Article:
In 1937, a pretty girl named Dorris Bowdon, from Coldwater, Mississippi, was crowned Miss Memphis. She and two other ingénues, Linda Darnell and Mary Healy (Miss New Orleans 1935), headed west to make their mark in Hollywood and the movies. Dorris met writer Nunnally Johnson (18 years her senior) and they soon married and remained husband and wife until his death 37 years later. Being the screenwriter, he used his clout to get Darryl F. Zanuck to give her the role of Rosasharn in The Grapes of Wrath (1940). The favouritism shown her evidently irritated director John Ford who treated the young actress harshly on the set for most of the shoot. Three years later she was content to retire from the screen with just seven credits to her name. She and Miss Healy remained friends until Dorris passed away in 2005.

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Goldie Hawn & Gus Trikonis

In The Sand Pebbles (1966), the character of Restorff, an American sailor, is played by a former dancer named Gus Trikonis. He met Goldie Hawn around that time when they were both dancing in Anaheim. ‘Before you know it’, he recalled, ‘she said to me; ‘let’s get married. I’m becoming a star, and I don’t want to say I’m just living with a guy. I want a husband.’ The couple did indeed marry in May 1969, but Gus refused her request to have children together. By then her flightiness made him worry about their relationship. By 1973 they had separated and, three years later, were officially divorced.

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Rolf Wutherich & James Dean in Dean’s Porsche Spyder

When actor James Dean was killed in a car crash on September 30, 1955, he was accompanied in his Porsche by his friend, a mechanic named Rolf Wutherich. When asked to describe what happened, Wutherich stated that he sneezed at the instant the Porsche collided with another vehicle and, consequently, could not recall hearing or seeing anything. Not everyone believed him. For years it was rumoured that he may have been behind the wheel, not Dean, but this possibility has since been proven to be groundless. Tragically, in 1981, Wutherich was himself killed in a car crash. The above photo is purported to be the last one taken of Dean alive. Beware, however, of re-enactments.

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Barrymore in his final years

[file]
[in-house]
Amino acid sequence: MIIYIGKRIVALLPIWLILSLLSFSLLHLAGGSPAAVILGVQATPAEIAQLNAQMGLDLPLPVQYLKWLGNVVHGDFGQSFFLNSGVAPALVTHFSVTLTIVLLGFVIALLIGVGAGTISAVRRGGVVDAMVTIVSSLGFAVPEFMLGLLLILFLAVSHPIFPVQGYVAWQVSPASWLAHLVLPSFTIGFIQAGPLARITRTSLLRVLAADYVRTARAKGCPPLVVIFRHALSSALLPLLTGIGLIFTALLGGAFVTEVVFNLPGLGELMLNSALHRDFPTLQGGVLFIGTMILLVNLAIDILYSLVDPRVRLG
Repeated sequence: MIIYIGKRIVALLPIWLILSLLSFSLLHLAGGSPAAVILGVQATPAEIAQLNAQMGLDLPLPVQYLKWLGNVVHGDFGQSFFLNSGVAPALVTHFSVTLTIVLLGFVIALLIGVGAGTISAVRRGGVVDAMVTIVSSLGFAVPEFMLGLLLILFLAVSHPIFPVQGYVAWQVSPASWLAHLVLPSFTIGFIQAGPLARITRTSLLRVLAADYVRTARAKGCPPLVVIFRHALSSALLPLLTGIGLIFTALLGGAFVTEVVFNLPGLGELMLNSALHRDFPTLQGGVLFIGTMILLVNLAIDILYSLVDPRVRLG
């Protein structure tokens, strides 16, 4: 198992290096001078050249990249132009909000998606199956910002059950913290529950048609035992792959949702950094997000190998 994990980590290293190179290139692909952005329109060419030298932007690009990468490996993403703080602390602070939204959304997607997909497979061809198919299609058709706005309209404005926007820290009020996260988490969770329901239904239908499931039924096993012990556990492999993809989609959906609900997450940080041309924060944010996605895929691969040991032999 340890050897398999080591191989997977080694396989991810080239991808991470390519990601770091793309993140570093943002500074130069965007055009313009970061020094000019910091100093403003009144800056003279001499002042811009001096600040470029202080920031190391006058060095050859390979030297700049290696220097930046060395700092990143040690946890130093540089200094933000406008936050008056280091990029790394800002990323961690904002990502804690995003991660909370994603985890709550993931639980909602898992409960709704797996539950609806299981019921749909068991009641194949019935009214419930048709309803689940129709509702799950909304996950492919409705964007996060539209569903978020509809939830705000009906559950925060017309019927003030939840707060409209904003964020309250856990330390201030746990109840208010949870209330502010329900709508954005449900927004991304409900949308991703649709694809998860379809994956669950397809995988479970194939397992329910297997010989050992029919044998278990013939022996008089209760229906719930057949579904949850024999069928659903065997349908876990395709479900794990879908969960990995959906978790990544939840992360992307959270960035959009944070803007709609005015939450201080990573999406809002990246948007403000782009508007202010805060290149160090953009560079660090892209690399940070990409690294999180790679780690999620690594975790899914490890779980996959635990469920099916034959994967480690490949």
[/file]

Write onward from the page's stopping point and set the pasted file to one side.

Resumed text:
Iconic screen legend John Barrymore died in 1942, just a few months before his good friend Errol Flynn became an American citizen. The story of director Raoul Walsh paying $200 to the caretaker at the Pierce Brothers Mortuary on Sunset Boulevard, for a ‘loan’ of Barrymore’s corpse, and how Raoul and others took it to Errol’s home and propped it up in a chair inside his front door, has been told many times. What may be less well known is that Jack had saved up one last surprise for his funeral. He delighted in leaving instructions, naming the six pall-bearers he wanted to lug his remains to the graveside. They were the six men he hated most in the world! Nice touch, Jack.

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Marlon Brando & Laurence Olivier

After sleeping with Marlon Brando for the first time, Laurence Olivier could hardly wait to confide his feelings to good friend, actress Mildred Natwick. ‘Our love is triumphant!’ he exclaimed. ‘In Marlon, I have found what I have been seeking but never came across in all my life. Vivien [Leigh, his wife] will have to understand. I’m moving Marlon in with us.’ Sadly for Larry, it was not to be. After less than a month of intimacy, Brando abandoned the English actor, just as he had done with former lovers, writer Clifford Odets and Leonard Bernstein. The ‘Mumbling One’ returned to his trawling for one-night-stands’. Sex was a smorgasbord in his eyes and he intended to sample everything he possibly could.




    • Not really my kind of movie, Cat, but it was most definitely a ‘box of tissues’ melodrama and extremely popular in its day. Movies back then had a quality that seems lacking more often than not today.